26 September 2016

Read in September

It's time for another monthly reading round-up, consisting of everything from the world of Tennis to teen contemporary at its best...

So Sad Today by Melissa Broder
So Sad Today is a collection of personal essays from Melissa Broder, a woman plagued with anxiety, depression and addiction. She runs the twitter account @sosadtoday where she talks about her thoughts and feelings unapologetically and with incredible honesty. This book of essays is along the same lines - Melissa Broder covers some difficult topics and it seems there is nothing she wouldn't be afraid of covering. Her writing is incredibly raw, coming from the heart and spirit, reading as prose in many parts. This was an interesting collection of essays because I felt extremely opened up to Melissa's world and what she has gone through in the past, and still going through. This was quite a heavy book to read and really nothing goes uncensored. I felt some of the essays were particularly grabbing but at times I felt unconnected to her writing. I think if you like poetry and/or want to read about someone's intense account of anxiety, depression, sex, love and addiction this may be one to try. Very quite intense, though.

The Singles Game by Lauren Weisberger*
When this came through my door, I was slightly intrigued because it was from the author of The Devil Wears Prada - a book I've never read, but a movie I've loved watching in the past. This book caught me at a good time, when I was in the mood for a nice contemporary that wasn't anything heavy. I feel like this would be a great summer read. The Singles Game is a book basically entirely about tennis, but I found myself oddly interested in the whole apparent glamorous world of being a professional tennis player and touring around the world. Those of you who love a guilty pleasure contemporary and a good ol' Hollywood scandal will be thankful for this book.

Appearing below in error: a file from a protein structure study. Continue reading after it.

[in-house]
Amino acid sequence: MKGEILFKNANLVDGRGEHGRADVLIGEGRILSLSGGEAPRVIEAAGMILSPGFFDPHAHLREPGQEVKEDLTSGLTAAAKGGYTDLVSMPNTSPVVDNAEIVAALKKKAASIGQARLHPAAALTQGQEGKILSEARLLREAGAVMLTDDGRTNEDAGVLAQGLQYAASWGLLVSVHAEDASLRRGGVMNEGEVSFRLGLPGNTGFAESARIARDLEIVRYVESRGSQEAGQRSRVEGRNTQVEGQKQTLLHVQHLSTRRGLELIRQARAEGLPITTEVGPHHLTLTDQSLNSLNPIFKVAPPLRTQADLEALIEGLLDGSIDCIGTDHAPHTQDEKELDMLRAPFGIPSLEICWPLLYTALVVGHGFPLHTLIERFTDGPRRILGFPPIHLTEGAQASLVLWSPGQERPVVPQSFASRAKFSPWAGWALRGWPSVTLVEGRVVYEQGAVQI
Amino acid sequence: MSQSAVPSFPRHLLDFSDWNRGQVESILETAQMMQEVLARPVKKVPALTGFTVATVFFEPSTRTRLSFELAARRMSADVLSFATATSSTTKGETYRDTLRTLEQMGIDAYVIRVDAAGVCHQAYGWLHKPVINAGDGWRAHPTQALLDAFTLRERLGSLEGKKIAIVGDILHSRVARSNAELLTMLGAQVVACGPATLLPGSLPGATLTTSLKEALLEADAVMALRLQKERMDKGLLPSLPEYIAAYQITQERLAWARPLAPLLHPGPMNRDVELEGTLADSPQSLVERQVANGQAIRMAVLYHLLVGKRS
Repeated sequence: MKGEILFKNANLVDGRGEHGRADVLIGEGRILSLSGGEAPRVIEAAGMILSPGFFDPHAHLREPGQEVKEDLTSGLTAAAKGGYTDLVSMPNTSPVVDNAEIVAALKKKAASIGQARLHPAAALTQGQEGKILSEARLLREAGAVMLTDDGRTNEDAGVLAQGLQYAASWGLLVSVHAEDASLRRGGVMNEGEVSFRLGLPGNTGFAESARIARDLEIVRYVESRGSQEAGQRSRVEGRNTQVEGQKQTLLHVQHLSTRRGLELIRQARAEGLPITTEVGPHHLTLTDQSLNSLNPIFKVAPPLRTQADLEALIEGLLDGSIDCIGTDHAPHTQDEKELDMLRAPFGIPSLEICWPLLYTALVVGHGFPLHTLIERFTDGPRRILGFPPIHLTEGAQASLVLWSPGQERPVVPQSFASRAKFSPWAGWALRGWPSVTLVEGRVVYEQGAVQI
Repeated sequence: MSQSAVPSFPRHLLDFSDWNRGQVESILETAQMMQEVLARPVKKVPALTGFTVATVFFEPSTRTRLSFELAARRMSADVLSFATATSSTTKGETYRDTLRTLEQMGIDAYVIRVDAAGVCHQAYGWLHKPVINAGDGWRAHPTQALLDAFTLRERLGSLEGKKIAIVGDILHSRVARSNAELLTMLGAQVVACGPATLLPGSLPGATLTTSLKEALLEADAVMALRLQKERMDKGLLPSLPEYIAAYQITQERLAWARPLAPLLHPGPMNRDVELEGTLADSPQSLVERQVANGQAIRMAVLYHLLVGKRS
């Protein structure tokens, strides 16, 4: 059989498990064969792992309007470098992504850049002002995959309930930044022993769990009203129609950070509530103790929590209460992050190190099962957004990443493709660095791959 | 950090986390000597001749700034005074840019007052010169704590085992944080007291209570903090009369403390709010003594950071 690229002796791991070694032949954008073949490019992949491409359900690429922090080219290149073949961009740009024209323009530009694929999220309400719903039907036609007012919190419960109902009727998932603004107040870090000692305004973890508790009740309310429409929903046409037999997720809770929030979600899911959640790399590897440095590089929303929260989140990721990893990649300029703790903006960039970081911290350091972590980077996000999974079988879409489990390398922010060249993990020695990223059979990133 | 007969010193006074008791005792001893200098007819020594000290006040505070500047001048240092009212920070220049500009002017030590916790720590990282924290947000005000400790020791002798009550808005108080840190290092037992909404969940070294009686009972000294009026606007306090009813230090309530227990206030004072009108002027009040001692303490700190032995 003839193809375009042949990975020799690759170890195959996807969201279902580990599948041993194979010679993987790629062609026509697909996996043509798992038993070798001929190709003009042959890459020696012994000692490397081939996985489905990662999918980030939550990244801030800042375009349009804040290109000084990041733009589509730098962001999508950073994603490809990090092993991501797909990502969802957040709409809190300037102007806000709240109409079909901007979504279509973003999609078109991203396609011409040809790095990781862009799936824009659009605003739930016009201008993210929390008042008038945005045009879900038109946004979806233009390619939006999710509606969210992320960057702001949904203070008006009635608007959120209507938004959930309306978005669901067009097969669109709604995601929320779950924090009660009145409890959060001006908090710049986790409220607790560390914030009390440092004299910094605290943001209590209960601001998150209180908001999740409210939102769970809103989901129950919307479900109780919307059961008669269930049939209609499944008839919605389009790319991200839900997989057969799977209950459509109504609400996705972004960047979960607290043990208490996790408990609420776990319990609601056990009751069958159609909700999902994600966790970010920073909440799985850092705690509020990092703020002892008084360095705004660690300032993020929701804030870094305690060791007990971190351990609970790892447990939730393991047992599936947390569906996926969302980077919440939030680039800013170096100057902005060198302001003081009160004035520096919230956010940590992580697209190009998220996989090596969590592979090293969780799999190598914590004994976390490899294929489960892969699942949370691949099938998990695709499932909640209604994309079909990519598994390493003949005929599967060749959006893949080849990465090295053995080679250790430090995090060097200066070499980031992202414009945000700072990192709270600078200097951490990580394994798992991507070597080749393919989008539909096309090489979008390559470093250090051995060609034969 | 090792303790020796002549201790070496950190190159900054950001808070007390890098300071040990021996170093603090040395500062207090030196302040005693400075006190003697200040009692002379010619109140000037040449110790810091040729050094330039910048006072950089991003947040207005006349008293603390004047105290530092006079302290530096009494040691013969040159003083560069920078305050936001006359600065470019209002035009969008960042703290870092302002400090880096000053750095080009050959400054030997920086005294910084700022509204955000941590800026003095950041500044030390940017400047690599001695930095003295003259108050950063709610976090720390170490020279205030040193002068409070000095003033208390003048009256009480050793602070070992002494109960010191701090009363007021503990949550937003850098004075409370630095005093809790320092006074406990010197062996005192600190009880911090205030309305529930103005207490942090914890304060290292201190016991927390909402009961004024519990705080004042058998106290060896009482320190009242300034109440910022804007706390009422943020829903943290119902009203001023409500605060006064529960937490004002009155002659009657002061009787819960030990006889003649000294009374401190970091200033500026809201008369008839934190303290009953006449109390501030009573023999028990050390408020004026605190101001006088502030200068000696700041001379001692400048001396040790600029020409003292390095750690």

The Memory Book by Lara Avery*
This was undoubtedly my favourite book I've read this month. The Memory Book was a delight (and great sadness) to read, so good in fact I read it over an evening and a few hours the next morning. It's strange, because I had picked this one up, read about 30 pages and never got round to continuing. This was an all-consuming book for me where I just felt compelled to read and read - I love it when one of these types of books come around every now and then. The Memory Book follows Samantha who reveals to us early on that she has a life-threatening disease which involves entire shutdown of her body. She refuses to believe she'll never go to College. She keeps an account of everything that happens in a diary of sorts, which the book consists of. I particularly loved the beautiful, honest writing which was very funny in parts. I think I was feeling particularly vulnerable at the time of reading this and the subject matter hit home quite a bit. I kept notes while I was reading this and at the end page I wrote: "When a book gives me such a profound feeling, when I'm sobbing, when I'm laughing, when I'm smiling like an idiot, I know it's good." So, there. There's an indication of how much I liked this.

The Girl With The Lower Back Tattoo by Amy Schumer*
I wrote a full review on this book here. Overall I really enjoyed reading something very refreshing from a talented comedian. Her memoir was quite unexpected, as I've heard quite a few people say, but I loved the sometimes taboo topics she covered and the way she unapologetically expressed herself.

What book sounds most intriguing to you?


*Review Copy

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